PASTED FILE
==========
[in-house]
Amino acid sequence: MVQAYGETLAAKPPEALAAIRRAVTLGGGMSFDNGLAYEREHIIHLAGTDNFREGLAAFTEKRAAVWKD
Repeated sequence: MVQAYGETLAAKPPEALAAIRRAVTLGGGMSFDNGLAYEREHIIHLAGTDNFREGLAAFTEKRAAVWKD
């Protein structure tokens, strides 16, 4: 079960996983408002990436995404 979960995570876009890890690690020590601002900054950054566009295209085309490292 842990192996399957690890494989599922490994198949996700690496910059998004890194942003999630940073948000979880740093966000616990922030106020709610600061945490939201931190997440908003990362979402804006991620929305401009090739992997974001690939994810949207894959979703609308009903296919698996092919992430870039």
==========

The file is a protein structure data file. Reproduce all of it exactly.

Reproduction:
[in-house]
Amino acid sequence: MVQAYGETLAAKPPEALAAIRRAVTLGGGMSFDNGLAYEREHIIHLAGTDNFREGLAAFTEKRAAVWKD
Repeated sequence: MVQAYGETLAAKPPEALAAIRRAVTLGGGMSFDNGLAYEREHIIHLAGTDNFREGLAAFTEKRAAVWKD
């Protein structure tokens, strides 16, 4: 079960996983408002990436995404 979960995570876009890890690690020590601002900054950054566009295209085309490292 842990192996399957690890494989599922490994198949996700690496910059998004890194942003999630940073948000979880740093966000616990922030106020709610600061945490939201931190997440908003990362979402804006991620929305401009090739992997974001690939994810949207894959979703609308009903296919698996092919992430870039």